Introduction to the work of Driessens & Verstappen

Our interest in growth and change arose while studying at the Rijksakademie in Amsterdam in the late Eighties. We were already working as a team then. We found out that we were as much fascinated by the underlying processes and preconditions within which something can be expressed, as the final results themselves. We wondered if you could allow artworks to grow instead of fabricating them. And might each one of them be unique (for isn’t that an important measure of art)? And might you build this principle of renewal into the process itself? In short: can you automate the production of art?

Initially this question was rather nihilistic, but it soon became an adventure when we realised how challenging it is to strive for an art in which spontaneous phenomena are generated systematically. Art not completely determined by man’s subjective choices, but instead is created by independently operating processes. Important sources of inspiration are the self-organising processes in nature: the dynamic of all kinds of physical and chemical processes and life that continually brings forth new forms. We pay particular attention to the decentralised processes, the bottom-up processes. The patterns in these processes are not determined by a central authority but by local interactions between decentralised components. Examples of this include swarms of birds, market economies, ecosystems or immune systems. The evolutionary theory of variation and selection is also one such bottom-up process. It is important for us to observe and study these existing processes (see Landscape films, Fulgurites Endoscopy and Tomato Habitus).

Inspired by these ideas, we began to develop generative systems in which decentralised organisation processes are crucial. We have worked with biological, physical and chemical processes during the years since then. This led to a number of form collections, the so-called Morphoteques. Each Morphoteque demonstrates the phases of change or the variations in form that may emerge within one specific generative process (see Morphoteque #12, Morphoteque #13 and Morphoteque #15). In other works, the transformations are called up in real time by a machine (see The Factory, Sandbox and Top-down Bottom-up). These works are rich and interesting, and deliver fascinating results. Up to a point, they satisfy the aforementioned desire for an art created by autonomously operating processes. Yet we also wish to see what occurs when one is able to conceptualise all the aspects of a process oneself. Since the early Nineties, our interest in the procedural and the automatic led us to start work on programming growth on the computer. Again with the aim to generate images on the basis of independently operating processes. We try to implement an artificial nature in the machine, a parallel universe with its own organising principles and spontaneous expressions (see Breed, E-volver and Accretor). In these projects, the computer is not just a slavish tool. It is a machine that independently carries out highly complex processes, that reveal a uniquely aesthetic space of its own.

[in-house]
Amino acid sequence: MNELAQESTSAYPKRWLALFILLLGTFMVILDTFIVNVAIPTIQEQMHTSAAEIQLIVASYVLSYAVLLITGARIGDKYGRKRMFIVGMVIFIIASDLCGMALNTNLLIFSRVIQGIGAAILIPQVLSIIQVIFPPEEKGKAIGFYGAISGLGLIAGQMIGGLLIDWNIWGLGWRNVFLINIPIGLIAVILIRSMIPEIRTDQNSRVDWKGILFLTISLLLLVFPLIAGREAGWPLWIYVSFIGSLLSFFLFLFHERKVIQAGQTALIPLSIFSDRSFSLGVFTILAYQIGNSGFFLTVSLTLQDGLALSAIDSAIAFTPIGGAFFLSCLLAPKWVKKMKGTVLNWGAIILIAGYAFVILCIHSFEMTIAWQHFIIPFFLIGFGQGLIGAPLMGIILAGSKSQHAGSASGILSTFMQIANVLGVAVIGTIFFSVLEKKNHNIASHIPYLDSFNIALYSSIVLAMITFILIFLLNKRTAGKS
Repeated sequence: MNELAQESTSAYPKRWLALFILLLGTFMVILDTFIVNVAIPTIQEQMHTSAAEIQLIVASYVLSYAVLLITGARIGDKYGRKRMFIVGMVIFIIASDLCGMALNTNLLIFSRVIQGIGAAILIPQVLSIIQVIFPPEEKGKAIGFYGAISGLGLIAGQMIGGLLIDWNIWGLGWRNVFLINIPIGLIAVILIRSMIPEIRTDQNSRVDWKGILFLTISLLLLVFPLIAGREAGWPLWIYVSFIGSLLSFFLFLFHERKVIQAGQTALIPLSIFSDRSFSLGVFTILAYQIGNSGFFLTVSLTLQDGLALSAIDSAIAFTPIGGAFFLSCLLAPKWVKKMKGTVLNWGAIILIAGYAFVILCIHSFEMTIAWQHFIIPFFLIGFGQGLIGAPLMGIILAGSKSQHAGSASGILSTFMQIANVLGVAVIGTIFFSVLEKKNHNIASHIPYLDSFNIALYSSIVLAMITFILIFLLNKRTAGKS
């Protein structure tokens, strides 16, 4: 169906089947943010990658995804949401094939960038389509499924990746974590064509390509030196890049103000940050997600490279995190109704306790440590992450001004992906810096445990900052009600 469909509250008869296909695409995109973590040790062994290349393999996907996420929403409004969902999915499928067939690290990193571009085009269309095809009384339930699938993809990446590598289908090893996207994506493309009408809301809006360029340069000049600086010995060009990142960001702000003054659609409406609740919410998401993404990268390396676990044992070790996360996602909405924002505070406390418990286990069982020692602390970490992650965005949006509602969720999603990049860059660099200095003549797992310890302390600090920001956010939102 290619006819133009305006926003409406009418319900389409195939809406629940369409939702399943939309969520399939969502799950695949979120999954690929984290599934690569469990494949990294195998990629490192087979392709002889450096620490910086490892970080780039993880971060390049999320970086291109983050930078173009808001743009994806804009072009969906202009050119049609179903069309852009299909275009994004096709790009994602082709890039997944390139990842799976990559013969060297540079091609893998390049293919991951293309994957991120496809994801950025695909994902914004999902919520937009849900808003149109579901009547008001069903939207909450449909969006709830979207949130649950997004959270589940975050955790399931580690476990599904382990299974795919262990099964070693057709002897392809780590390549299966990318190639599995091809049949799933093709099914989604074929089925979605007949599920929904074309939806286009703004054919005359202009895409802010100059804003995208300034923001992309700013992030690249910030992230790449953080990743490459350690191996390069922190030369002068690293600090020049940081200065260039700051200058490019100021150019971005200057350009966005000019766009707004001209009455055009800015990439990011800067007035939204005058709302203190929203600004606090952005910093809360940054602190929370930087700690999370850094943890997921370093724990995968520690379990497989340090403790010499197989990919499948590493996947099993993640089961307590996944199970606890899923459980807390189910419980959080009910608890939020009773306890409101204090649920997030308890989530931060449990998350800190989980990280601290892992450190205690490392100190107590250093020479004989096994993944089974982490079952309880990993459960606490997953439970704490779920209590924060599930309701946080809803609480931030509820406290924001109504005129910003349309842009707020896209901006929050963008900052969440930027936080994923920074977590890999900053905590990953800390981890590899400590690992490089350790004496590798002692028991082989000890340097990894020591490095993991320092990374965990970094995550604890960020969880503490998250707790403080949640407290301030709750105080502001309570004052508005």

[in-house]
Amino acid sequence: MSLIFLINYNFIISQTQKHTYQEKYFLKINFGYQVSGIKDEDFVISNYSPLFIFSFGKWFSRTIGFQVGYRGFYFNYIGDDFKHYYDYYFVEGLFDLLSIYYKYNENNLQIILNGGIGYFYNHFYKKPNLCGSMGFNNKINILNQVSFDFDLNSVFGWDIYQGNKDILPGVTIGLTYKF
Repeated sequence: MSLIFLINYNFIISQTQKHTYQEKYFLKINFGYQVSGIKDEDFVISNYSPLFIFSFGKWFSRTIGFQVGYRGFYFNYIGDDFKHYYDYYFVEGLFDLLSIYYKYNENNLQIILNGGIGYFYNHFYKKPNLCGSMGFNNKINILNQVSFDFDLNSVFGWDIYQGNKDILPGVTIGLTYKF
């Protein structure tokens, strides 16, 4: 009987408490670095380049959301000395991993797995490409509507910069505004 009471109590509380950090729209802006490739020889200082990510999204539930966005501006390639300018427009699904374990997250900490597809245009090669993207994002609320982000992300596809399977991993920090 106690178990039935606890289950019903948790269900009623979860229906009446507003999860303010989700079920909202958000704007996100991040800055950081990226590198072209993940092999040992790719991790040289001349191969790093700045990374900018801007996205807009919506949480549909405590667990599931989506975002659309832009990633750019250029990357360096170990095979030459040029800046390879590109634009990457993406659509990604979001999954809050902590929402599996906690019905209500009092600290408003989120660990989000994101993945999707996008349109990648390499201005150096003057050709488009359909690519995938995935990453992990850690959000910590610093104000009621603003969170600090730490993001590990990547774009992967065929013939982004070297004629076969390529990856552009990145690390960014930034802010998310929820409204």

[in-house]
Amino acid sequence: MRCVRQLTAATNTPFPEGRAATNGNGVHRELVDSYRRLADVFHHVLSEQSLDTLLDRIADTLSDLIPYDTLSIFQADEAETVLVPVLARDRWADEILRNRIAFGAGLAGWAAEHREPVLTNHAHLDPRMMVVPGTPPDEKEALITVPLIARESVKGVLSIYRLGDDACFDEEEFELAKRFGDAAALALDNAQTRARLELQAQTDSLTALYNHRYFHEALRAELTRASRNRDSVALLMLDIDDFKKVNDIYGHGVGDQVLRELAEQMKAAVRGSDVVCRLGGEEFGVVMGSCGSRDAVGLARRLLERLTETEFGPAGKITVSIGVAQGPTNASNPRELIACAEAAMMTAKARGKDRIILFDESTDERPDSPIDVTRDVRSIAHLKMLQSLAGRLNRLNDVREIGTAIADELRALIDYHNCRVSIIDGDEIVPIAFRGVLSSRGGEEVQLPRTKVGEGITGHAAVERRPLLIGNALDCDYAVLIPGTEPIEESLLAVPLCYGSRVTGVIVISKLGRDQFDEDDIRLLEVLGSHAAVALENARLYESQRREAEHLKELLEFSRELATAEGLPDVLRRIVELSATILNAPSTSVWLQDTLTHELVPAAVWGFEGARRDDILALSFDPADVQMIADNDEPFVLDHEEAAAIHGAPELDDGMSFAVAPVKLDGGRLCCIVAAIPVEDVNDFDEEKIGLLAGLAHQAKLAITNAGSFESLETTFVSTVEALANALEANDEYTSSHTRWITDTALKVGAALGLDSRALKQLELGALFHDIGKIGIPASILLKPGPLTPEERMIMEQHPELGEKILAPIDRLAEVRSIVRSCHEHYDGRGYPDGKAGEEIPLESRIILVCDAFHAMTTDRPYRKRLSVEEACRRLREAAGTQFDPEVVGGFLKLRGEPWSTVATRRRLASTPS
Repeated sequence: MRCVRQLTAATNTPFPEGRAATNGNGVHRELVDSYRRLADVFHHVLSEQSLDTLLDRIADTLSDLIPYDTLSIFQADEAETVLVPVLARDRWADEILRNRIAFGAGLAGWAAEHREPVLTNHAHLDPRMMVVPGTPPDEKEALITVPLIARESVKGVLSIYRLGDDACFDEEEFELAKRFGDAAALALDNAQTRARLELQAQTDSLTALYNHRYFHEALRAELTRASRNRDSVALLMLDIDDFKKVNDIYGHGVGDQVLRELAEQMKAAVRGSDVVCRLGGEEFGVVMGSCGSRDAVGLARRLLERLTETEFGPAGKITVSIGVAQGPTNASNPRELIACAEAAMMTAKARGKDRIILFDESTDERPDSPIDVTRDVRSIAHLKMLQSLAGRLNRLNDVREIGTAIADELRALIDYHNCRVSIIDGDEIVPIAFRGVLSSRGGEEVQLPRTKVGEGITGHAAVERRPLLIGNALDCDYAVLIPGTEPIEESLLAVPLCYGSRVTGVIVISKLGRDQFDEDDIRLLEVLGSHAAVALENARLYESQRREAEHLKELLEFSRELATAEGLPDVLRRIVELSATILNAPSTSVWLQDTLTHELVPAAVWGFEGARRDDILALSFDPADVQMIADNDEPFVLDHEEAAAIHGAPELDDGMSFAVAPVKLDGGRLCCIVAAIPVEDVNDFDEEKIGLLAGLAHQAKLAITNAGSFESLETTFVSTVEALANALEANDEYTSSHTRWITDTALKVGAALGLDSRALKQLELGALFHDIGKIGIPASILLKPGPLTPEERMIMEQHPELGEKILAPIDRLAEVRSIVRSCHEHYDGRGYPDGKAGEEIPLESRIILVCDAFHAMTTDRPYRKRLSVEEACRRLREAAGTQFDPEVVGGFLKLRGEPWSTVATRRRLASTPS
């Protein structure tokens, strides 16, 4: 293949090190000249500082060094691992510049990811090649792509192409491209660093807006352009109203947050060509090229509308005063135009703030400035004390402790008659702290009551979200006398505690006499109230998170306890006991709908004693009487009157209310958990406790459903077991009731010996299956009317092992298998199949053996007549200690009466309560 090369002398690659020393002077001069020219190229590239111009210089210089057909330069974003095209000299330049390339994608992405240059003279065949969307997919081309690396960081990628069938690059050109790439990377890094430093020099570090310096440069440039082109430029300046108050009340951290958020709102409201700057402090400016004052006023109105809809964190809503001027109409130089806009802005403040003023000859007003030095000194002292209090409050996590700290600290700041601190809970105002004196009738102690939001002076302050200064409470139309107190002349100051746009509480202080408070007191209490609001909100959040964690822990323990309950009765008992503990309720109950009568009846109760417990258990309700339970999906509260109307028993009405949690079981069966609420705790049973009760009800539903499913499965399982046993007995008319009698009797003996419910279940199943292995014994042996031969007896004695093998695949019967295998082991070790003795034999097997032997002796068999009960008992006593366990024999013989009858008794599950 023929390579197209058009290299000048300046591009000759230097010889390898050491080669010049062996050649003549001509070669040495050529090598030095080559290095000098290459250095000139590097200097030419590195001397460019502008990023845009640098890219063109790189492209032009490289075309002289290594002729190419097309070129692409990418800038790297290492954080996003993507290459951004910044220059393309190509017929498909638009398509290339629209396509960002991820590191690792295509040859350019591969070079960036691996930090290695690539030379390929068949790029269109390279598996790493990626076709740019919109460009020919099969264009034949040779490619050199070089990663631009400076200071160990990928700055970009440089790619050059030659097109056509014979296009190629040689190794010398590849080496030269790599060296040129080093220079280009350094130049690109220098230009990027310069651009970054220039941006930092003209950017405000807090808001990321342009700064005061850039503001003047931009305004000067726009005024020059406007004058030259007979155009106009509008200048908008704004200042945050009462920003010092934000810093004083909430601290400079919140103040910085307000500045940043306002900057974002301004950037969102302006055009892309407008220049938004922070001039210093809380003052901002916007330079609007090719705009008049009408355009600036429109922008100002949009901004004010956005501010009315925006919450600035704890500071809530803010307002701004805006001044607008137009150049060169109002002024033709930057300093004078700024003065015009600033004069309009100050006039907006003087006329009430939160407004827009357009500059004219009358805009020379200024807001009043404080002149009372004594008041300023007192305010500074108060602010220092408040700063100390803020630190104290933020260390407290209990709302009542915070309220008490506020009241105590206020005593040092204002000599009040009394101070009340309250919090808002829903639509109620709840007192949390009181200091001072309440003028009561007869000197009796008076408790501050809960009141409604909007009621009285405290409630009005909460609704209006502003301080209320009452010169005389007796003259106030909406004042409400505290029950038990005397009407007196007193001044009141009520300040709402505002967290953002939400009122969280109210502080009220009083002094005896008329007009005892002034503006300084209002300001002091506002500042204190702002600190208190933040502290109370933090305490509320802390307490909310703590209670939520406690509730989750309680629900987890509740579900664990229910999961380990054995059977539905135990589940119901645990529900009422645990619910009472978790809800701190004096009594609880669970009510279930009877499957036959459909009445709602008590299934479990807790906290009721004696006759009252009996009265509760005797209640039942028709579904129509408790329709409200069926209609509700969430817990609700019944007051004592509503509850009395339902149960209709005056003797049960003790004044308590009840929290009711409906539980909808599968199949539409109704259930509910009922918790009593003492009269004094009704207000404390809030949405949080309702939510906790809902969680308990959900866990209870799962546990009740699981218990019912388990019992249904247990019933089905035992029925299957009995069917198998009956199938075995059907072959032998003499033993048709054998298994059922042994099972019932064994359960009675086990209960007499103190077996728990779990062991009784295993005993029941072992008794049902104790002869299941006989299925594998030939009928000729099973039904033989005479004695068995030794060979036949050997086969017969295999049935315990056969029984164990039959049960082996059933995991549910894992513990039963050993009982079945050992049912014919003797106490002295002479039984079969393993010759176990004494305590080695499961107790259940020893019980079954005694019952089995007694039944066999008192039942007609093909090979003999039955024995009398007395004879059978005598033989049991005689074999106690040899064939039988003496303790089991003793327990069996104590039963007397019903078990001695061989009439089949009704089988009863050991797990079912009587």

Since 2016, our attention has been focussed on AI techniques such as Machine Learning and Artificial Neural Networks. In recent projects we have used neural networks for image analysis (see Pareidolia ), but image synthesis also has our special attention. Instead of a network that observes and categorizes input images, the perception is reversed here. Then the network begins to fantasise, and produces new images as output (see Deep Dive and Spotter). We want to develop Machine Learning systems ourselves in the future, possibly building them from scratch without using existing conventional toolkits. Instead of a goal-oriented training program - which normally forms a neural network - we are more interested in the open-ended process of evolution as a shaping principle, linked up to Machine Learning. Such learning processes may be more autonomous, i.e. not dependent on data that has already been pre-treated and interpreted. This is rather unknown and still unexplored territory.

The use of AI in art does not mean that something is lost, on the contrary. Indeed it contributes new and unprecedented possibilities for expressing man’s relationship to the world, possibilities that still belonged to the realm of fiction fifteen years ago. Because its expressions may be fundamentally different to ours, working with AI helps us to recognise and respect alternative forms of intelligence, to understand our place in a global ecology and to develop a meaningful dialogue with other species. Moreover, the many years of our research into bottom-up processes has taught us that we shall never fully fathom nature. The fact is, a small change within a complex system may lead to a dramatic turnaround, which can be explained in hindsight but is not predictable in advance. We have come to appreciate this sensitive coherence within complex systems enormously, it forms the basis for an aesthetics of emergence (the whole is more than the sum of its parts). It provides the necessary counterweight to the top-down aesthetics of reduction, simplicity, manipulability and control. Alas, these dated modernistic values still have a major cultural and social impact worldwide, with disastrous consequences for nature, climate and the environment. Only if we can see and experience the beauty of that fundamental unpredictability, if we can reconcile ourselves with our own humble origins, only then are we able to truly respect the intrinsic value of nature and act accordingly.

driessens & verstappen biography introduction